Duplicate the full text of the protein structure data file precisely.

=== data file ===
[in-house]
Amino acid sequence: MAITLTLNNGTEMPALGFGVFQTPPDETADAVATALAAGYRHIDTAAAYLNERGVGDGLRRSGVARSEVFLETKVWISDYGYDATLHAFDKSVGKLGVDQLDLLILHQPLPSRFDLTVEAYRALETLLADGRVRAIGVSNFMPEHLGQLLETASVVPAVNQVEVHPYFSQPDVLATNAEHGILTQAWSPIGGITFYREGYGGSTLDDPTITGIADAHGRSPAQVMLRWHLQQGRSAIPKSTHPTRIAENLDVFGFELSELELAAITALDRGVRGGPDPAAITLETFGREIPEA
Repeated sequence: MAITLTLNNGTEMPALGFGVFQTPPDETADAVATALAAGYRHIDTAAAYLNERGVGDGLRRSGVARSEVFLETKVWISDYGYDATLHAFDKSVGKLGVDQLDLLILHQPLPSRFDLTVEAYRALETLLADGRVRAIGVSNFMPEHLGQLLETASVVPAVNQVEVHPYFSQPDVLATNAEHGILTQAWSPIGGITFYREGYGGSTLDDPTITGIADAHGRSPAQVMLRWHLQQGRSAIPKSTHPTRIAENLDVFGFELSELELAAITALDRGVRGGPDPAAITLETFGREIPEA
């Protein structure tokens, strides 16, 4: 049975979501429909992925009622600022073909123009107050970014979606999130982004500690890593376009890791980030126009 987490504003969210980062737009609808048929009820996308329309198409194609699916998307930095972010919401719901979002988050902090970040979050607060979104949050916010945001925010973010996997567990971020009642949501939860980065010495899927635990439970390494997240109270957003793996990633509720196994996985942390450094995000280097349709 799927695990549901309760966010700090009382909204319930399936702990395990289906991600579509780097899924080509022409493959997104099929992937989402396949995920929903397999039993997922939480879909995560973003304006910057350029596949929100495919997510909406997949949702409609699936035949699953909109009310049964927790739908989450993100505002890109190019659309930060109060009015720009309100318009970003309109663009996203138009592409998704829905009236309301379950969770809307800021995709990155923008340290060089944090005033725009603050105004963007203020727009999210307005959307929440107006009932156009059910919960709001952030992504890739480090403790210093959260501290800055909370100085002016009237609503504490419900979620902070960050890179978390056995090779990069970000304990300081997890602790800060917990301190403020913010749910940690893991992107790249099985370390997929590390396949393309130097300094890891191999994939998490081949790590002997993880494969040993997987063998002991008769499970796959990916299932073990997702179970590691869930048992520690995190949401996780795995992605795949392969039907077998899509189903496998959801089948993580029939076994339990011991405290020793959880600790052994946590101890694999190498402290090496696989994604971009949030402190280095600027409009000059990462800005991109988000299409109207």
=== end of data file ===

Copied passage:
[in-house]
Amino acid sequence: MAITLTLNNGTEMPALGFGVFQTPPDETADAVATALAAGYRHIDTAAAYLNERGVGDGLRRSGVARSEVFLETKVWISDYGYDATLHAFDKSVGKLGVDQLDLLILHQPLPSRFDLTVEAYRALETLLADGRVRAIGVSNFMPEHLGQLLETASVVPAVNQVEVHPYFSQPDVLATNAEHGILTQAWSPIGGITFYREGYGGSTLDDPTITGIADAHGRSPAQVMLRWHLQQGRSAIPKSTHPTRIAENLDVFGFELSELELAAITALDRGVRGGPDPAAITLETFGREIPEA
Repeated sequence: MAITLTLNNGTEMPALGFGVFQTPPDETADAVATALAAGYRHIDTAAAYLNERGVGDGLRRSGVARSEVFLETKVWISDYGYDATLHAFDKSVGKLGVDQLDLLILHQPLPSRFDLTVEAYRALETLLADGRVRAIGVSNFMPEHLGQLLETASVVPAVNQVEVHPYFSQPDVLATNAEHGILTQAWSPIGGITFYREGYGGSTLDDPTITGIADAHGRSPAQVMLRWHLQQGRSAIPKSTHPTRIAENLDVFGFELSELELAAITALDRGVRGGPDPAAITLETFGREIPEA
């Protein structure tokens, strides 16, 4: 049975979501429909992925009622600022073909123009107050970014979606999130982004500690890593376009890791980030126009 987490504003969210980062737009609808048929009820996308329309198409194609699916998307930095972010919401719901979002988050902090970040979050607060979104949050916010945001925010973010996997567990971020009642949501939860980065010495899927635990439970390494997240109270957003793996990633509720196994996985942390450094995000280097349709 799927695990549901309760966010700090009382909204319930399936702990395990289906991600579509780097899924080509022409493959997104099929992937989402396949995920929903397999039993997922939480879909995560973003304006910057350029596949929100495919997510909406997949949702409609699936035949699953909109009310049964927790739908989450993100505002890109190019659309930060109060009015720009309100318009970003309109663009996203138009592409998704829905009236309301379950969770809307800021995709990155923008340290060089944090005033725009603050105004963007203020727009999210307005959307929440107006009932156009059910919960709001952030992504890739480090403790210093959260501290800055909370100085002016009237609503504490419900979620902070960050890179978390056995090779990069970000304990300081997890602790800060917990301190403020913010749910940690893991992107790249099985370390997929590390396949393309130097300094890891191999994939998490081949790590002997993880494969040993997987063998002991008769499970796959990916299932073990997702179970590691869930048992520690995190949401996780795995992605795949392969039907077998899509189903496998959801089948993580029939076994339990011991405290020793959880600790052994946590101890694999190498402290090496696989994604971009949030402190280095600027409009000059990462800005991109988000299409109207």